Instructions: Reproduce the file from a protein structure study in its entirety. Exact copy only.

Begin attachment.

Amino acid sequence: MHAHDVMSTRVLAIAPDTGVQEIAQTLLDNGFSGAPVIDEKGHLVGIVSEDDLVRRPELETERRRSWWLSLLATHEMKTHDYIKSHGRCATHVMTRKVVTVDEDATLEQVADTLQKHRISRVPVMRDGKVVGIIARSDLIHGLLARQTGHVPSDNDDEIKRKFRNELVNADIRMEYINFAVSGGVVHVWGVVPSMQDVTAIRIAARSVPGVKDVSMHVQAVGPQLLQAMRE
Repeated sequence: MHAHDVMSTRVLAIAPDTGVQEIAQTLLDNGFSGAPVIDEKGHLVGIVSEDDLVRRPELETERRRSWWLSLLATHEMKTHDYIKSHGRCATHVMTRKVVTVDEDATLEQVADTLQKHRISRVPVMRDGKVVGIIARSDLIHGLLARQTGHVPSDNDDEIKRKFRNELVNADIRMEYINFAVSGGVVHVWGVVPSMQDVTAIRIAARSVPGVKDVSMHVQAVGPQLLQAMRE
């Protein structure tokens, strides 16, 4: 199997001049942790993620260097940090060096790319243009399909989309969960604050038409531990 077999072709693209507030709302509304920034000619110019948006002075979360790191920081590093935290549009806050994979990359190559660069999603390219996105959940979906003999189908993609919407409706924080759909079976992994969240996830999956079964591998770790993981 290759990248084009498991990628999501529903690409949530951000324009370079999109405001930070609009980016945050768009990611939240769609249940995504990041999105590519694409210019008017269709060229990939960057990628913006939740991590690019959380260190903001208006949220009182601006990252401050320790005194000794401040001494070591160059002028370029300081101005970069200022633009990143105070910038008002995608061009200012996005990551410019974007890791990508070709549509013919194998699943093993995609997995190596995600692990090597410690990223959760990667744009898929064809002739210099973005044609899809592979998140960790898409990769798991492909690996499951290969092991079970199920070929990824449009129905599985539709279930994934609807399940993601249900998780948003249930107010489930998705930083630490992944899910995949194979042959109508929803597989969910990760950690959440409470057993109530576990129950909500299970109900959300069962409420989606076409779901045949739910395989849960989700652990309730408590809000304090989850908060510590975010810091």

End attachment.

Amino acid sequence: MHAHDVMSTRVLAIAPDTGVQEIAQTLLDNGFSGAPVIDEKGHLVGIVSEDDLVRRPELETERRRSWWLSLLATHEMKTHDYIKSHGRCATHVMTRKVVTVDEDATLEQVADTLQKHRISRVPVMRDGKVVGIIARSDLIHGLLARQTGHVPSDNDDEIKRKFRNELVNADIRMEYINFAVSGGVVHVWGVVPSMQDVTAIRIAARSVPGVKDVSMHVQAVGPQLLQAMRE
Repeated sequence: MHAHDVMSTRVLAIAPDTGVQEIAQTLLDNGFSGAPVIDEKGHLVGIVSEDDLVRRPELETERRRSWWLSLLATHEMKTHDYIKSHGRCATHVMTRKVVTVDEDATLEQVADTLQKHRISRVPVMRDGKVVGIIARSDLIHGLLARQTGHVPSDNDDEIKRKFRNELVNADIRMEYINFAVSGGVVHVWGVVPSMQDVTAIRIAARSVPGVKDVSMHVQAVGPQLLQAMRE
């Protein structure tokens, strides 16, 4: 199997001049942790993620260097940090060096790319243009399909989309969960604050038409531990 077999072709693209507030709302509304920034000619110019948006002075979360790191920081590093935290549009806050994979990359190559660069999603390219996105959940979906003999189908993609919407409706924080759909079976992994969240996830999956079964591998770790993981 290759990248084009498991990628999501529903690409949530951000324009370079999109405001930070609009980016945050768009990611939240769609249940995504990041999105590519694409210019008017269709060229990939960057990628913006939740991590690019959380260190903001208006949220009182601006990252401050320790005194000794401040001494070591160059002028370029300081101005970069200022633009990143105070910038008002995608061009200012996005990551410019974007890791990508070709549509013919194998699943093993995609997995190596995600692990090597410690990223959760990667744009898929064809002739210099973005044609899809592979998140960790898409990769798991492909690996499951290969092991079970199920070929990824449009129905599985539709279930994934609807399940993601249900998780948003249930107010489930998705930083630490992944899910995949194979042959109508929803597989969910990760950690959440409470057993109530576990129950909500299970109900959300069962409420989606076409779901045949739910395989849960989700652990309730408590809000304090989850908060510590975010810091």